CMO50 #24: Nick Reynolds, Lenovo

  • Name Nick Reynolds
  • Title Chief marketing officer, Asia-Pacific
  • Company Lenovo
  • Commenced role August 2014
  • Reporting Line President, Asia-Pacific
  • Member of the Executive Team Yes
  • Marketing Function 67 full-time staff across six regions (Australia and New Zealand; India; Indonesia; South East Asia; Japan; Hong Kong; Taiwan and Korea)
  • Twitter @nickonthemove
  • Related

    The strategic aim of any CMO should be building a world-class brand, Lenovo’s marketing chief Asia-Pacific, Nick Reynolds, claims.

    “It is brands that influence choice, create passion in staff, drive loyalty with customers and command product price premiums,” he says. “The most talked about brands in 2015 are the most disruptive – just look at Red Bull, Uber and Tesla. People talk about their business models, their products and their user experiences because they are disruptive.”

    In Reynolds’ view, these companies all do two things. Firstly, they focus on specific target markets and people most likely to be interested in them.

    “And they engage in a two-way relationship with their best customers who then become fans, product advocates and ultimately, brand ambassadors,” he says.

    Empowered and long-term thinking

    It’s this ambition to create world-class brand leadership through customer advocacy that lies at the heart of Lenovo’s marketing approach. To achieve it, Reynolds says brands must fully embrace the digital and customer-led age.

    “In an increasingly cluttered and competitive market, and faced with the growing importance of digital and social media, the relationship brands have with their customers is more important than ever,” Reynolds says.

    “Digital transformation is the primary change driver in marketing today and every company/brand has to recognise that the marketing function has a large responsibility to transform not only the marketing approach but influence and change many functions approach to customer engagement and customer management. Marketing should pivot the company culture so it transforms for the digital-age.”

    Top marketing attributes

    “CMOs must share a devotion to drive the digital focus as a marketing standard to ensure their brands and businesses stay relevant. It’s brutal, but it’s now the reality in some shape or form for every business - go digital or die.”

    Reynolds also believes CMOs must position marketing as critical to the CEO, executives and the board in building a sustainable long-term business.

    “This requires having a strong commercial business understanding, demonstrating marketing value and balancing short-term results focus with a longer-term sustainable brand perspective,” he says.

    Driving innovation

    Innovation, meanwhile, is about seizing opportunities to advance what you do and enjoying being on the journey of improvement and making a difference every day, Reynolds says.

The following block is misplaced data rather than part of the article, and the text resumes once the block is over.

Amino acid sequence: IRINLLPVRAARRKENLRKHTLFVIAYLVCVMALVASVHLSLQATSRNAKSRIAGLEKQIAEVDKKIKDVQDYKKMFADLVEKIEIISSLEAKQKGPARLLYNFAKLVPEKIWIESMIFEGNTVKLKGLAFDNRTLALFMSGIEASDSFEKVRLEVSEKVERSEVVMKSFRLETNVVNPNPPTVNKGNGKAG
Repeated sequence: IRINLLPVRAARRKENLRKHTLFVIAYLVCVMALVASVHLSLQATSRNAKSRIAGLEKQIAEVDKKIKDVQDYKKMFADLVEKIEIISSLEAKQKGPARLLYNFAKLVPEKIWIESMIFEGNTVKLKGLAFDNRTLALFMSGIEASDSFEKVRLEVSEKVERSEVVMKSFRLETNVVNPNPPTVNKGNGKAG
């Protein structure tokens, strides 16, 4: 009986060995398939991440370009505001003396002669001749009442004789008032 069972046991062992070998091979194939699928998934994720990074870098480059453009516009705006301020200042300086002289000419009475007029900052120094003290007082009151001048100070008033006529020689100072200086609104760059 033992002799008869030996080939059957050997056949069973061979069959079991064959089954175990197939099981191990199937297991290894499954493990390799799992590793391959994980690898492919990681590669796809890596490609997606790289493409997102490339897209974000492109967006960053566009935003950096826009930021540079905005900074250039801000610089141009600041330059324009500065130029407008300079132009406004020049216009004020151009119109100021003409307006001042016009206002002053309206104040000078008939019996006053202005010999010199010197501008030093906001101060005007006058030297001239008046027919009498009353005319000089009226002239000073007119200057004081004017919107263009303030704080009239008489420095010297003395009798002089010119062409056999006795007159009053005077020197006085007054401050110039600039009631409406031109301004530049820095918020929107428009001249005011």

“At Lenovo, our company’s attitude is ‘Never Stand Still’ and for me that embodies the concept of innovation and manifests itself in a pioneering culture,” he adds.

    From the CMO50 submission

    Business contribution and innovation

    As the CMO for Asia-Pacific at Lenovo, Reynolds has been responsible for building and executing the brand’s entry into the consumer market in Australia in October 2014. The task extended beyond marketing strategy and product portfolio planning to include retail channel partner negotiations and onboarding, volume and sales planning, headcount planning and modelling, planning and execution from end-to-end.

    Backed by a $10 million marketing spend over 12 months, Reynolds’ goal was to reach a 10 per cent market share by March 2016 and be the #3 vendor in consumer sales in 18 months.

    Kicking off with a high-impact marketing campaign, Lenovo’s CEO, Yang Yuanqing, announced to more than 300 Australian media that the PC vendor was launching a breakthrough consumer notebook, desktop and tablet portfolio, working with key retailers, Harvey Norman and JB Hi-Fi.

    In his CMO50 submission, Reynolds said the marketing results and wider business objectives have well and truly exceeded plan. Lenovo became the fastest growing major technology brand in Australia, consistently ranked #3 in consumer share of voice (SOV) in digital and social, and #3 in PR SOV for media coverage after Apple and Samsung. It also grew its brand awareness grew from 8 per cent to 41 per cent in nine months.

    According to GfK retail sales data, sales results have also exceeded expectations. In less than 12 months, Lenovo reached #3 PC and #3 tablet vendor in Australia with 10 per cent notebook share, 14.4 per cent desktop share and 5.1 per cent tablet share.

    Modern marketing and customer engagement thinking and effectiveness